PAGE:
Manchester's £3 Billion Con
ABD-MART billboard poster campaign against being 'Tagged, Tracked and Taxed' to be launched this week.
The Association of Greater Manchester Authorities (AGMA) is in a spin about a supposed £3 billion for transport from the government in exchange for imposing a congestion charge on Manchester.
Below is a breakdown of the limited financial details that have been released so far:
Of the £1.2 billion from the Transport Innovation Fund (TIF), £470 million will be wasted setting up the congestion charge scheme. £2 billion will be loaned by the Government, which must be paid back over many, many years. All the 'profits', optimistically estimated at £118 per year have to go to the Government, plus there will be substantial running and enforcement costs each year. By the time of implementation, and after a period of 'doing nothing', the AGMA are expecting that there will be even more congestion, aside from the chaos likely to result from halving the road capacity by installing bus lanes on 25 routes into Manchester, and the daily cost of the charge can be raised accordingly. Furthermore, the plan is to switch from the initial tag/beacon/ANPR system to a GPS satellite tracking system as soon as possible — making the tag and beacon system redundant — without any indication of where the additional money will come from.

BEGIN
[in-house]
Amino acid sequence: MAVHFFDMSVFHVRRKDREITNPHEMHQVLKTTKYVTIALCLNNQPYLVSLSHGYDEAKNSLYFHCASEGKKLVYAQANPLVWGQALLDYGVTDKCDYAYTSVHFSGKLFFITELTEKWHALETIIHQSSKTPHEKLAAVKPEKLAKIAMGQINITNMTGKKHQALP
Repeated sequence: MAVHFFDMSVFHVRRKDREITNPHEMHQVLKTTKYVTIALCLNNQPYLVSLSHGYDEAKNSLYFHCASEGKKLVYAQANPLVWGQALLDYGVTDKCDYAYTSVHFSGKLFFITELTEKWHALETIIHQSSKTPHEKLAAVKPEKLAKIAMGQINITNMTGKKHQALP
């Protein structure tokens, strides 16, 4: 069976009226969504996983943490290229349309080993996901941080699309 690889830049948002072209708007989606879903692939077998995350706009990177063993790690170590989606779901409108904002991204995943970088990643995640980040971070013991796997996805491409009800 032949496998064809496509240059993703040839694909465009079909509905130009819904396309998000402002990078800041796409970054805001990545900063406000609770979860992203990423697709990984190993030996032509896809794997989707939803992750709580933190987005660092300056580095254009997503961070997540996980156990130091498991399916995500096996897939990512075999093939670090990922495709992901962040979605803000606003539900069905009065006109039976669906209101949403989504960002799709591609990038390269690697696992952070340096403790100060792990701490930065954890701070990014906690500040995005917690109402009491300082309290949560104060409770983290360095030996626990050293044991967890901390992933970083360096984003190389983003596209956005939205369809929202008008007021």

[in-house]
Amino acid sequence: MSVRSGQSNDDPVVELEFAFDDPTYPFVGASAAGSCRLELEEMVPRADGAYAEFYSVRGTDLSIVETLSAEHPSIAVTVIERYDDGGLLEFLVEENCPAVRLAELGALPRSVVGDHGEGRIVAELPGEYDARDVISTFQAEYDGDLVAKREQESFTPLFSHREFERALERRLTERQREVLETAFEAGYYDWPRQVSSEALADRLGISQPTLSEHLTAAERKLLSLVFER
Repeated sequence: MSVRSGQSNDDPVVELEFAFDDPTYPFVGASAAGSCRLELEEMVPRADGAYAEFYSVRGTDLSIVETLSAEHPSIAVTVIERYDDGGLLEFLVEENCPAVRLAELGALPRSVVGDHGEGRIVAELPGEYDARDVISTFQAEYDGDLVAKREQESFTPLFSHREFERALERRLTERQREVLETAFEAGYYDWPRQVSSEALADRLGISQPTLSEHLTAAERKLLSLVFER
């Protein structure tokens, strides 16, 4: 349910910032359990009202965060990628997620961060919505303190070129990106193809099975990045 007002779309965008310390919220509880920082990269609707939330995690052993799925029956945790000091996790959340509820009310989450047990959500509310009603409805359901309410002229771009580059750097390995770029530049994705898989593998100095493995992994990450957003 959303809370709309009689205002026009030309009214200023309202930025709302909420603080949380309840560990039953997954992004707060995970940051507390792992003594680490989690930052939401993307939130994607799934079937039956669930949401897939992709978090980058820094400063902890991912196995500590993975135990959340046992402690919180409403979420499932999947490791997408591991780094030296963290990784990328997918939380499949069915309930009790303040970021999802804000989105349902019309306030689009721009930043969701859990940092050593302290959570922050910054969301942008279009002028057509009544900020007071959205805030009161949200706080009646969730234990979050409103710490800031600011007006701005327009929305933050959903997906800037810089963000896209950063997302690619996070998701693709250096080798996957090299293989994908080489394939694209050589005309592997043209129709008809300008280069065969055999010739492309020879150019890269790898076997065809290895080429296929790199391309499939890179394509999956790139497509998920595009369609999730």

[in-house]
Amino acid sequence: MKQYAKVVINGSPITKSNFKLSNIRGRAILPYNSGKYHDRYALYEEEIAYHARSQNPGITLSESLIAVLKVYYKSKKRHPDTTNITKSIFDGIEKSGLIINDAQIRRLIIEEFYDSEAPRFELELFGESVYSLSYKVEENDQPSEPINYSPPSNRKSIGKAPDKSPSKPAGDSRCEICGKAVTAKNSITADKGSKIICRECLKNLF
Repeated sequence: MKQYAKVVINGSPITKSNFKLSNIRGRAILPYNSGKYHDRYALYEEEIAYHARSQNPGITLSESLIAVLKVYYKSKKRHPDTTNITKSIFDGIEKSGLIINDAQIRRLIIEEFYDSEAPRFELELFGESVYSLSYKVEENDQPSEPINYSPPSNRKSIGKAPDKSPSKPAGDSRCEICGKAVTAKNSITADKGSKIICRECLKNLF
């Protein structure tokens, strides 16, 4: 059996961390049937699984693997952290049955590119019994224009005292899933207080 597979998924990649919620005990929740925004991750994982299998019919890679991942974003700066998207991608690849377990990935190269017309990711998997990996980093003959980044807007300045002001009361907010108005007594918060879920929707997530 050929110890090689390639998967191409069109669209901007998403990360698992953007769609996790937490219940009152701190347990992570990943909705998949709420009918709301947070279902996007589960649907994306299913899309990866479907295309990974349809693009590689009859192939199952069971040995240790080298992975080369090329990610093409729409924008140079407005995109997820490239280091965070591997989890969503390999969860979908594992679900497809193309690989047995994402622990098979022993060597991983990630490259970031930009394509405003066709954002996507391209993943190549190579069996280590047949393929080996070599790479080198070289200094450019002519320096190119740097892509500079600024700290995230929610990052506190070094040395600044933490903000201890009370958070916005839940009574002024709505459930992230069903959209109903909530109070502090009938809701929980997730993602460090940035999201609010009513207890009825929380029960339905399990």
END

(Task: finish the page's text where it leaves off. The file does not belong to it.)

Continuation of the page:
ABD Manchester Co-ordinator and MART member Sean Corker said,
"I believe that the Association of GM councils and the Greater Manchester Passenger Transport Authority are deliberately hiding the true cost of the Manchester Congestion Charge scheme. So far, the Council have admitted that the scheme will cost £470 million and claim that it will make an annual profit of £118 million. The council are denying the people of Manchester the chance to see for themselves if the proposed scheme passes one of the Council's key tests of offering value for money. If the scheme does not make the predicted yearly profit, where will Manchester find the extra money needed to make up the shortfall? Nobody in their right mind would sign up to a £2 billion loan if the small print was hidden, so why do Manchester Council think we should do so on this occasion?"
Manchester Against Road Tolls (MART), backed by the ABD, will be launching a hard-hitting poster campaign using 35 billboards around Manchester this week in order to publicise the petition against being 'Tagged, Tracked and Taxed.'